supports this critical aspect of substation messaging.
ABB has been heavily involved in IEC 61850 since its inception.
The standard is essential to ensure that utilities can mix
and match equipment from different suppliers, but, through
compliance testing, it also provides a benchmark against
which manufacturers can be measured.
ABB deployed the first commercial IEC 61850-9-2 installation
in 2011 at the Loganlea substation, for Powerlink Queensland.
The use of ABB’s IEC 61850-9-2- compliant merging units
and IEDs, not to mention NCITs, makes the deployment a
landmark in the evolution of substation design.
That project was part of an upgrade of an existing station, an
upgrade that saw it move into an IEC 61850 future, adopting
digital standards for effective future-proofing. ABB created a
retrofit solution based on specifications from Powerlink that
can be applied to another five Powerlink substations when
they are ready for refitting.
Two of those stations, Millmerran and Bulli Creek, were already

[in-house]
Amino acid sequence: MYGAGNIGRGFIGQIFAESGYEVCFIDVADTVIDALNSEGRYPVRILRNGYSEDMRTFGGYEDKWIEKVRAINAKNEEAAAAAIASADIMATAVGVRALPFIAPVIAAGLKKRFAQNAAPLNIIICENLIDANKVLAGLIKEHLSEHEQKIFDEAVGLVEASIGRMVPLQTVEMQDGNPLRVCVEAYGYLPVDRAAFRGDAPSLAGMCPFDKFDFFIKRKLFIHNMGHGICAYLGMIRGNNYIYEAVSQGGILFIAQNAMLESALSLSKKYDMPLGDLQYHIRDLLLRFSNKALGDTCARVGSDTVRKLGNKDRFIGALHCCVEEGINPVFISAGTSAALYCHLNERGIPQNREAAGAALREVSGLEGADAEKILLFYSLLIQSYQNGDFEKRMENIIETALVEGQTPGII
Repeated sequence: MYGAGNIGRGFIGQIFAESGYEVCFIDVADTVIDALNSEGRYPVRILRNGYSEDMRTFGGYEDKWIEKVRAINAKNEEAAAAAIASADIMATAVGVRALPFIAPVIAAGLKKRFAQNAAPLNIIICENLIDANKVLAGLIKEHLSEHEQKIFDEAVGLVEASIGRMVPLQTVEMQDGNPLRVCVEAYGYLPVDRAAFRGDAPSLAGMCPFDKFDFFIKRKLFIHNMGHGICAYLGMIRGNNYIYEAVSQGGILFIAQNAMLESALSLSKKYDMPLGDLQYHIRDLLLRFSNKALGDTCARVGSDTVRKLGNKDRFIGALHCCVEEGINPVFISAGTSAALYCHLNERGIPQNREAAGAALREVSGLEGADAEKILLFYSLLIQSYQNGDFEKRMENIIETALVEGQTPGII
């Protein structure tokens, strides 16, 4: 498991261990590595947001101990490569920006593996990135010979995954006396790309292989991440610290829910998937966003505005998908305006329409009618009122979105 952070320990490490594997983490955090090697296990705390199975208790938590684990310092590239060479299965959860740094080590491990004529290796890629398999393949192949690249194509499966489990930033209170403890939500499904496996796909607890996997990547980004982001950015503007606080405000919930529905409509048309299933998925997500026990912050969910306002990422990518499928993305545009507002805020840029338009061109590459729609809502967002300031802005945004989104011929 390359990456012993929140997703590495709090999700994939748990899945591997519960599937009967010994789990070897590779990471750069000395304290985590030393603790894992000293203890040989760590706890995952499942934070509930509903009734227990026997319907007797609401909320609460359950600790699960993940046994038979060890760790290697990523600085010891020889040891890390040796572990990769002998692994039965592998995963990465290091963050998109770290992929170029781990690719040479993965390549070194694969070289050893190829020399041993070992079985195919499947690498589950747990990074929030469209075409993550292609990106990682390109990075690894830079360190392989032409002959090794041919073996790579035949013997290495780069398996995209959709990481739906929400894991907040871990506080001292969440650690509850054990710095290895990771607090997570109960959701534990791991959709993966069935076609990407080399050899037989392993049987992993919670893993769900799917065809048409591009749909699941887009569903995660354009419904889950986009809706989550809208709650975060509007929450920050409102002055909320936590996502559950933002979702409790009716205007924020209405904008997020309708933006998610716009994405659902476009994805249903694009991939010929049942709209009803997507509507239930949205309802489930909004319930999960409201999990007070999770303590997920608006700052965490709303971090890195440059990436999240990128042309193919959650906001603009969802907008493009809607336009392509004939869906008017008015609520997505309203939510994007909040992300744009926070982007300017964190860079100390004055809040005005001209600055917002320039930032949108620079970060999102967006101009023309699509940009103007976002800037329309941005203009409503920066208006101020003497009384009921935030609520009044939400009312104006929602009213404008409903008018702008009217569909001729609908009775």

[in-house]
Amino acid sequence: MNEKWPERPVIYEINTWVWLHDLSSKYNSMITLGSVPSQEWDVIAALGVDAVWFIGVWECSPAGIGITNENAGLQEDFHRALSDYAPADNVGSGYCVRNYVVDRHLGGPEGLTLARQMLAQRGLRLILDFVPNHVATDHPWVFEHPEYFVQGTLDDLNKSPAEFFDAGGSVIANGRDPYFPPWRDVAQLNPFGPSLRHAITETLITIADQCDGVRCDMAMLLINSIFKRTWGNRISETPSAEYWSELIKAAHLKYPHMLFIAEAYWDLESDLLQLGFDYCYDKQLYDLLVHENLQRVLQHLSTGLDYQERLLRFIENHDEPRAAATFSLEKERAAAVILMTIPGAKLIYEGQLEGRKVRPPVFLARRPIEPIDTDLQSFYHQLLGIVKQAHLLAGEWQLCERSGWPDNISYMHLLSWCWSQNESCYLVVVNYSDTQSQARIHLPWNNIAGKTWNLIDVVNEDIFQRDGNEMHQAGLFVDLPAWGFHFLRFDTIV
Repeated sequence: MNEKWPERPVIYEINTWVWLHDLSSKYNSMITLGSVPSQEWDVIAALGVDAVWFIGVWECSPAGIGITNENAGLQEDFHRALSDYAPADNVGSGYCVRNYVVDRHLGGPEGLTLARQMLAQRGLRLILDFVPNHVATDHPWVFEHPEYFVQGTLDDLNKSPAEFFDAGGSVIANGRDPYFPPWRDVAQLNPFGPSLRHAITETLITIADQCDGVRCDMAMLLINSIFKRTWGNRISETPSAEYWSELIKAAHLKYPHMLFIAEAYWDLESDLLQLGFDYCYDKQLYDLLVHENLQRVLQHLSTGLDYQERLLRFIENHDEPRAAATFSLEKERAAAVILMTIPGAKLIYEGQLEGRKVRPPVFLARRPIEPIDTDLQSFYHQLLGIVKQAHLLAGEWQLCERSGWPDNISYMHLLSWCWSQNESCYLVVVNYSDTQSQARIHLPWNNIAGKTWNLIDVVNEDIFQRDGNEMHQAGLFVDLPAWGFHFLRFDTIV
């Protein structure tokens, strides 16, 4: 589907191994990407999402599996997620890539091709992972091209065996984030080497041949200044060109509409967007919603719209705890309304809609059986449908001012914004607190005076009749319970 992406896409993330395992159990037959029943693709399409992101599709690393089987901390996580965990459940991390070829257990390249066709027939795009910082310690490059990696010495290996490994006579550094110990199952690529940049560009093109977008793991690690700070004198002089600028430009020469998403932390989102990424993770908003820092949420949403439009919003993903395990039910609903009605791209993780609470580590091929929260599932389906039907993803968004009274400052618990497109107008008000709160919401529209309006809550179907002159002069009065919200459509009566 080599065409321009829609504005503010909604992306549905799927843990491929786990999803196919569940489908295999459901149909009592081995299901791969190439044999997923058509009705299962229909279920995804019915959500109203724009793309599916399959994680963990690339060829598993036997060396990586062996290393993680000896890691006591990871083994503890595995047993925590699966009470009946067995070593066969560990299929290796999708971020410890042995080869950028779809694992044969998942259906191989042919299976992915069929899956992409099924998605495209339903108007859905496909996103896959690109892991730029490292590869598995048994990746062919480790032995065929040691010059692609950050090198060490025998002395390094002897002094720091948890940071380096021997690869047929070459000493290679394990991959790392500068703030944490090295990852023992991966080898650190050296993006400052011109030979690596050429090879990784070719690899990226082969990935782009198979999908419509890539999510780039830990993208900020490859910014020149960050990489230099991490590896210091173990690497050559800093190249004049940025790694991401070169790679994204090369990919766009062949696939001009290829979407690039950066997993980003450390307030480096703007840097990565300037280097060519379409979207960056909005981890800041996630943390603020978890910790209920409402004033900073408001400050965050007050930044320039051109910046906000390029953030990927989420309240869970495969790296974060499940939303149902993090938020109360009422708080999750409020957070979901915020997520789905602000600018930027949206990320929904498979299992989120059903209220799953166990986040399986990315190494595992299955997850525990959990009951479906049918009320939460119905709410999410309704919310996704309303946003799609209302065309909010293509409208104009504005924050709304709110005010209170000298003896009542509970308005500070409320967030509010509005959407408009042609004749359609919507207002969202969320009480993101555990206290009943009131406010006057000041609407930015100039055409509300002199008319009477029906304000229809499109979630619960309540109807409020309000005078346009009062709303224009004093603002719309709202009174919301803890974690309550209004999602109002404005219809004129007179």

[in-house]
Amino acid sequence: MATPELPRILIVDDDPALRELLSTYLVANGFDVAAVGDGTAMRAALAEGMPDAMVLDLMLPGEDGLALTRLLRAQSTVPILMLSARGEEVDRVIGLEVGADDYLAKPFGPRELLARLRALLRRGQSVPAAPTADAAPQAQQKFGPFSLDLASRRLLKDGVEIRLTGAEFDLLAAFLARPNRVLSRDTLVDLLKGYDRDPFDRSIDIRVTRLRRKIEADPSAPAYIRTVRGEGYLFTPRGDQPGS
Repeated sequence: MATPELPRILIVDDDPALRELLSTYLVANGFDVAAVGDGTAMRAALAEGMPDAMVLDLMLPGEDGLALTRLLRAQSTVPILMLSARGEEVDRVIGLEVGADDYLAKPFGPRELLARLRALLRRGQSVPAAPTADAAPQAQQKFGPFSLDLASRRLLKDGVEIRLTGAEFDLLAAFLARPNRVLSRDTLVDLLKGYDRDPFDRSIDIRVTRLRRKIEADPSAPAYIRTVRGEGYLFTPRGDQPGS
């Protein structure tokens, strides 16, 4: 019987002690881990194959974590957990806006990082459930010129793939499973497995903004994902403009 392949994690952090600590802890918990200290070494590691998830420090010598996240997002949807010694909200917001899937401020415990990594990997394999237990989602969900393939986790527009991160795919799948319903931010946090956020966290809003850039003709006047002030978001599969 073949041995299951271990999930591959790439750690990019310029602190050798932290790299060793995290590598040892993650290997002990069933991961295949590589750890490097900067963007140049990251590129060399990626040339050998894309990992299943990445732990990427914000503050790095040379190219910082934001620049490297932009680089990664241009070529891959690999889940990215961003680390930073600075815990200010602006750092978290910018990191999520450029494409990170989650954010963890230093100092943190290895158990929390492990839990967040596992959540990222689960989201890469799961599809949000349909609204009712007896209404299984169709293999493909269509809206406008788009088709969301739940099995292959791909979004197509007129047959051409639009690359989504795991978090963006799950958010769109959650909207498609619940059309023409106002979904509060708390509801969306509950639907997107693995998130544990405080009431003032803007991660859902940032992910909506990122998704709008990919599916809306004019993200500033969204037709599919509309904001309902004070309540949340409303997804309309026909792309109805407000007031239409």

upgraded in 2013 and 2014, respectively. The refurbished
substations have a MicroSCADA Pro SYS600 system and
RTU560 gateway that manage Relion 670 protection and
control IEDs, with REB500 busbar protection. These all
communicate over IEC 61850-9-2 to the merging units and
over IEC 61850 to the station-level devices.
A fully digital substation is smaller, more reliable, has a reduced
life-cycle cost and is simpler to maintain and extend than
an analog one. It offers increased safety and is more efficient
than its analog equivalent.
Not every substation needs to be catapulted into a wholesale
digital world – it depends on the substation size and type,
and whether it is a new station or a retrofit of the secondary
system. Different approaches and solutions are required.
ABB’s extensive IEC 61850 experience and portfolio of NCITs,
merging units, protection and control IEDs as well as station
automation solutions eases utilities into the digital world.
Flexible solutions allow utilities to set their own pace on
their way toward the digital substation.